In mid-March John Allen, the National Catholic Reporter's senior correspondent and long-time expert on Vatican affairs, published an article  that pitted Cardinal Joseph Ratzinger, formerly Archbishop of Munich and Freising (1977-82) and head of the Congregation for the Doctrine of the Faith (1982-2005), against his current persona, Pope Benedict XVI.
The gist of Allen's insightful article is that there has been a great transformation of Joseph Ratzinger's attitude toward the sexual-abuse crisis from his years in Munich and most of his years in the Congregation for the Doctrine of the Faith, and his last few years in the congregation and his years in the papacy.
"As late as November 2002," Allen writes, "well into the eruption in the United States, he seemed just another Roman cardinal in denial." Ratzinger, like many others in the Curia and in various dioceses around the world, regarded the sexual-abuse scandal in the priesthood as a creation of an essentially anti-Catholic media in the United States.
As pope, however, "Benedict XVI became a Catholic Elliot Ness -- disciplining Roman favorites long regarded as untouchable, meeting sex abuse victims in both the United States and Australia, embracing 'zero tolerance' policies once viewed with disdain in Rome, and openly apologizing for the carnage caused by the crisis."
People had all but forgotten that the pope was once head of a large archdiocese in Germany. If they remember much of his pre-papal life at all, it is as a well-published theologian who held professorships in several prestigious German universities, and then as the widely-feared Prefect of the Congregation for the Doctrine of the Faith, where he disciplined fellow Catholic theologians for their alleged deviations from orthodoxy.
His time in Munich was viewed as only a brief transition from his years as a theologian to his years in the Congregation for the Doctrine of the Faith and then the papacy itself.
But it is now his time in Munich that has suddenly come under close scrutiny because of the evident mishandling of a case involving a predatory priest. This priest was first sent away for therapy and then allowed to resume his pastoral ministry, even when that ministry involved contact with children.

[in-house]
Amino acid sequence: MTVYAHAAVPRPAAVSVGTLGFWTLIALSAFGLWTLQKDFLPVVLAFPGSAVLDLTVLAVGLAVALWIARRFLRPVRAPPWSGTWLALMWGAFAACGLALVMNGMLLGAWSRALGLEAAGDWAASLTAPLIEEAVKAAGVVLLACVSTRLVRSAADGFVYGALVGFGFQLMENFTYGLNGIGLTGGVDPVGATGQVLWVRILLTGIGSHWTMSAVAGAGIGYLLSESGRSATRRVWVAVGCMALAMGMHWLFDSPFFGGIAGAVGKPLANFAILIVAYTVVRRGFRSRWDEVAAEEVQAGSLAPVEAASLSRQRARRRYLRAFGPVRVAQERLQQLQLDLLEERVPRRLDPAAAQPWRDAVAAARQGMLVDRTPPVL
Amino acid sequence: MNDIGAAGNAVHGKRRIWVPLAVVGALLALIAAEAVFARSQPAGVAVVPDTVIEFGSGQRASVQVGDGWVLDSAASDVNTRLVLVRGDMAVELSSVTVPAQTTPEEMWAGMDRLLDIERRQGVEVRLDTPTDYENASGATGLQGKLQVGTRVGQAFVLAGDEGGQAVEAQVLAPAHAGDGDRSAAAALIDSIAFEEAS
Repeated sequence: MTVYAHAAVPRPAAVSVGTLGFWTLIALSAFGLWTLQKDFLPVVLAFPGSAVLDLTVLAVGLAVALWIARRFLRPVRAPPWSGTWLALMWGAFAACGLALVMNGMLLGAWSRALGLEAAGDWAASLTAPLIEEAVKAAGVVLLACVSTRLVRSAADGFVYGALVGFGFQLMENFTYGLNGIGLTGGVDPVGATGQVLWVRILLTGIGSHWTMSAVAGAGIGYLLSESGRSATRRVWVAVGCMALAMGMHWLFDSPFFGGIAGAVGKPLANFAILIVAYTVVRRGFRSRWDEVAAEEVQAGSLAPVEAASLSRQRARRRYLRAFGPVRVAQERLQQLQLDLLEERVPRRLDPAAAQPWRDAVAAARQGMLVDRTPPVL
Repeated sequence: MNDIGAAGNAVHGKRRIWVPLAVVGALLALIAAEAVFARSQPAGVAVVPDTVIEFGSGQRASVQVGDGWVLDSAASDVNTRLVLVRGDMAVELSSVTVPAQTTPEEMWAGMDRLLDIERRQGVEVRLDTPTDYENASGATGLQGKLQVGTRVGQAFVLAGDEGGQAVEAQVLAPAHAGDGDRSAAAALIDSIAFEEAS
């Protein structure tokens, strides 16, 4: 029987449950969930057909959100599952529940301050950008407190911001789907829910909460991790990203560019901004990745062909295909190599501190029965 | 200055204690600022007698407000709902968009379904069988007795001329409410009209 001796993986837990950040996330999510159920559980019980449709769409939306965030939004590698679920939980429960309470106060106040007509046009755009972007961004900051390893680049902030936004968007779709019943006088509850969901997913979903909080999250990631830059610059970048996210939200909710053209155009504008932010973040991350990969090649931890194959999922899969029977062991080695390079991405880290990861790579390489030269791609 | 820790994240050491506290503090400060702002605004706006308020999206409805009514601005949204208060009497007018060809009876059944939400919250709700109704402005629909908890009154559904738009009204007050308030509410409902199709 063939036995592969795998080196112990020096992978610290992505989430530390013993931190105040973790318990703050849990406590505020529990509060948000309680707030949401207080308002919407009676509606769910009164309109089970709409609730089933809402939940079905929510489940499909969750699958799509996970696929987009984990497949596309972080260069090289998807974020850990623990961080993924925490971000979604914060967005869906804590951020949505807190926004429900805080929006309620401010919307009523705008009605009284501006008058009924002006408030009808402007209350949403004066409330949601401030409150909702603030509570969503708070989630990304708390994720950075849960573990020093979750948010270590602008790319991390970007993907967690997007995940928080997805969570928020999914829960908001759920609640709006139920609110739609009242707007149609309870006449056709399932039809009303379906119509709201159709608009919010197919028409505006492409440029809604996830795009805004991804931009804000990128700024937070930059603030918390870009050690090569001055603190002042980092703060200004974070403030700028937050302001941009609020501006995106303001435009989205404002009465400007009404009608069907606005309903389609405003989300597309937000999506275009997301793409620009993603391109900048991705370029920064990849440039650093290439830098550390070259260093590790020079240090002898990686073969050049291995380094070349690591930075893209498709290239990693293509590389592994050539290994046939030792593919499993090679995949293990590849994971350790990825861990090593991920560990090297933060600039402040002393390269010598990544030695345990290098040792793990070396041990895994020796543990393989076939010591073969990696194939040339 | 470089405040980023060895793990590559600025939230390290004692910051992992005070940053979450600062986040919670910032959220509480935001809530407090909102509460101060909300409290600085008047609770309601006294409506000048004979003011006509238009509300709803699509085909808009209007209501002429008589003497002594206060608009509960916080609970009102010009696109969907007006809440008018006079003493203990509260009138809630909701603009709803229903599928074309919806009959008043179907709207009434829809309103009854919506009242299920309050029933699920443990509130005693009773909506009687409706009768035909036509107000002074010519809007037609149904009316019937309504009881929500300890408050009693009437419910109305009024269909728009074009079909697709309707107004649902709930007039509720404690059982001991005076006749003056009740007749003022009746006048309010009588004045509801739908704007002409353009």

Indeed, it was only last month that the priest was finally removed from the active ministry altogether, not that Ratzinger or later Pope Benedict XVI was personally responsible for that tragic lapse in ecclesiastical oversight.
Munich's vicar general at the time has assumed "full responsibility" for the priest's reassignment and has insisted that then-Archbishop Ratzinger was not informed of the decision. Some have found this account unpersuasive. In any case, the reassignment happened on Ratzinger's watch.
The real concern now is that there may have been other such cases that have not yet been revealed. If so, the difficulty for the pope will be compounded.
If there is any defense at all, it is that there was little understanding among the bishops (or the Vatican) at that time of the nature and extent of this problem. They tended to view it as a moral issue rather than as a criminal matter, and assumed that such priests could be rehabilitated and returned to the active ministry.
There was also a concern at the time, shared by Ratzinger as head of the Congregation for the Doctrine of the Faith, to protect the reputation of the Church and its priesthood. This became a poisonous formula for the imposition of secrecy, cover-ups, and the threatening of victims and their families.
Others, like Dominican Father Thomas Doyle, a canon lawyer and Air Force chaplain, issued warnings at the time, predicting with uncanny accuracy that the Church would eventually suffer losses in excess of one billion dollars from lawsuits brought by victims and their families
Those warnings went unheeded. So, too, did the late Cardinal Joseph Bernardin's efforts to establish an effective policy that all the U.S. bishops might follow.
And yet as Pope, Benedict XVI removed Father Maciel, founder of the powerful Legionaries of Christ and a favorite of Pope John Paul II, from the public exercise of the priesthood, and, as pointed out above, he personally met with, and apologized to, victims of sexual abuse by priests in the United States and Australia.
But, as John Allen writes, "relatively few people know or care how far the Vatican, or the pope, have come over the past eight years."
Unfortunately, the pope has not yet adopted any new accountability mechanisms for bishops. But if other cases surface in Munich, Allen observes, "even fair-minded people with no axe to grind" may be led to ask, "Can Benedict XVI credibly ride herd on bishops...if his own record as a diocesan leader isn't any better?"
© 2010 Richard P. McBrien. All rights reserved. Fr. McBrien is the Crowley-O'Brien Professor of Theology at the University of Notre Dame.